Born: 23 February 1879; Kiev, Ukraine
Died: 15 May 1935; Saint Petersburg, Russian Federation
Art Movement: Suprematism
The originator of the avant-garde suprematist movement, Kasimir Malevich was a Russian painter and art theorist. As a child, he grew up in sugar-beet plantations, and had little knowledge of professional artists. However, his artistic personality shone through in his childhood and he was skilled in peasant embroidery, and decorated walls and stoves. He also painted in the Russian peasant style.
In his late teens, he studied drawing in Kiev, and moved to Moscow in 1904 after the death of his father, studying at the Moscow School of Painting, Sculpture and Architecture. He first exhibited his art at the 1911 exhibition of the Soyuz Molodyozhi, a group of Russian avant-garde artists. The same year, he also exhibited with the Donkey’s Tail group, an even more radical group of artists. By 1914, he was exhibiting at the Salon des Independants in Paris, and a year later published his manifesto on geometric suprematism, From Cubism to Suprematism.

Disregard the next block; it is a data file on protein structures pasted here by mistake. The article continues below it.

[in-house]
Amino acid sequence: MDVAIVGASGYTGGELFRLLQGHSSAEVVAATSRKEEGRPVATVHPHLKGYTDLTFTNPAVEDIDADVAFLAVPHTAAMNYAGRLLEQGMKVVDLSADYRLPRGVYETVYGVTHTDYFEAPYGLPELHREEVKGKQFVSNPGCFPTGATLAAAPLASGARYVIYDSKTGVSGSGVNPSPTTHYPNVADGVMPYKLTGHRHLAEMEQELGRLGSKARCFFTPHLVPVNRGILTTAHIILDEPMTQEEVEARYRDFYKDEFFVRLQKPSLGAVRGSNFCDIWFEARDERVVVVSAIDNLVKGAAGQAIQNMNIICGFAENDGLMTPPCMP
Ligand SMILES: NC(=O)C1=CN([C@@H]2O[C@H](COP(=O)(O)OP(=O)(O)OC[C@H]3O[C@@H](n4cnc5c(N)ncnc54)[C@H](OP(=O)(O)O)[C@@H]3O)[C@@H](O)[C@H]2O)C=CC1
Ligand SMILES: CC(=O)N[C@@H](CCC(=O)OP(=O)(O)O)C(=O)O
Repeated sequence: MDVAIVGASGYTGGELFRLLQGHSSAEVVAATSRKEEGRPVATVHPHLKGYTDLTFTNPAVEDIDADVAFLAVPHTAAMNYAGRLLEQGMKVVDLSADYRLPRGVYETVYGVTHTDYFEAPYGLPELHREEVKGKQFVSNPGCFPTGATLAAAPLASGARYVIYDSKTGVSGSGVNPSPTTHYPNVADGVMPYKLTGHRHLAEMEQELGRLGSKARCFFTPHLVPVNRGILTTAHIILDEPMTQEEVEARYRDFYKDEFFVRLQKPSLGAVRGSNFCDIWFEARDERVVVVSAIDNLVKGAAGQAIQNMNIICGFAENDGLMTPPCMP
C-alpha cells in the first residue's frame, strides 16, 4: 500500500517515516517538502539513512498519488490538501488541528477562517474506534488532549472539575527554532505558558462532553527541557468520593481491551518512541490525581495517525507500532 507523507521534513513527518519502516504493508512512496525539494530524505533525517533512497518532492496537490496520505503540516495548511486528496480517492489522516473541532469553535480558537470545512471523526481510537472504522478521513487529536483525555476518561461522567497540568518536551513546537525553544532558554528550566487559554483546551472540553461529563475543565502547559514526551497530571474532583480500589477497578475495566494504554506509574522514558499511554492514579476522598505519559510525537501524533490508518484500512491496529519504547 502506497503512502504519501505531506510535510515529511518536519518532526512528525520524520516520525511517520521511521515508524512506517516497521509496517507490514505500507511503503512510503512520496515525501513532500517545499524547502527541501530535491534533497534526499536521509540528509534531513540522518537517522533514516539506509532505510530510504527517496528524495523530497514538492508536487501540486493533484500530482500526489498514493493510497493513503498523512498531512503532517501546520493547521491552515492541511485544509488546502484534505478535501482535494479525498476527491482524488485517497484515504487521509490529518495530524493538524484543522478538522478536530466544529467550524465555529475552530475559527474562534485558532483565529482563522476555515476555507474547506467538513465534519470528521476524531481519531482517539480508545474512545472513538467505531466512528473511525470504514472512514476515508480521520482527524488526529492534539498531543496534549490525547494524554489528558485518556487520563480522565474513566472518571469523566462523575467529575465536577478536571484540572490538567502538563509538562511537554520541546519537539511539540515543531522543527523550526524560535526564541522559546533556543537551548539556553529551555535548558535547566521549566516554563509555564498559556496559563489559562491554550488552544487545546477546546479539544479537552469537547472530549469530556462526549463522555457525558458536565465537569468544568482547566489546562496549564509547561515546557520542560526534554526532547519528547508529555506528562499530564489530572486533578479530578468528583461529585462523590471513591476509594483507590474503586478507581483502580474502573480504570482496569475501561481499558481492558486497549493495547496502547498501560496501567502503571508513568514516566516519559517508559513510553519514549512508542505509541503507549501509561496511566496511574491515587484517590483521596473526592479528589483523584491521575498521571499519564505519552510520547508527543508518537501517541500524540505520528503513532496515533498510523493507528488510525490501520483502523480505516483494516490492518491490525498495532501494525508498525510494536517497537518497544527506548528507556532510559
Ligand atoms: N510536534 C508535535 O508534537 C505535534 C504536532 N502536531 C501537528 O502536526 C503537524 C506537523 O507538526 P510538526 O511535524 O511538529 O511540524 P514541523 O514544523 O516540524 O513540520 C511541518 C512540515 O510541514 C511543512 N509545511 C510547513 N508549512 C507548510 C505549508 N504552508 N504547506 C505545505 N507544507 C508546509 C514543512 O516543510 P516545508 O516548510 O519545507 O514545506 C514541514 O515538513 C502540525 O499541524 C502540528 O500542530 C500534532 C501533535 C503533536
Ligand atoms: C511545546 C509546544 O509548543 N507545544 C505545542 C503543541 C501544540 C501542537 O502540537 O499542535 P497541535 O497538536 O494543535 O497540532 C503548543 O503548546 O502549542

Malevich’s other artistic endeavors included an interest in aerial photography and aviation, which led to many canvases depicting aerial landscapes. He also designed set and costume designs for the theater. After the Russian Revolution in 1917, he was a prominent faculty member of a number of art schools, including Vitebsk Practical Art School, Leningrad Academy of Arts, Kiev State Art Institute, and House of the Arts in Leningrad. At the height of his career in 1926, he published a collection of his theories on artistic supremacy, The World as Non-Objectivity.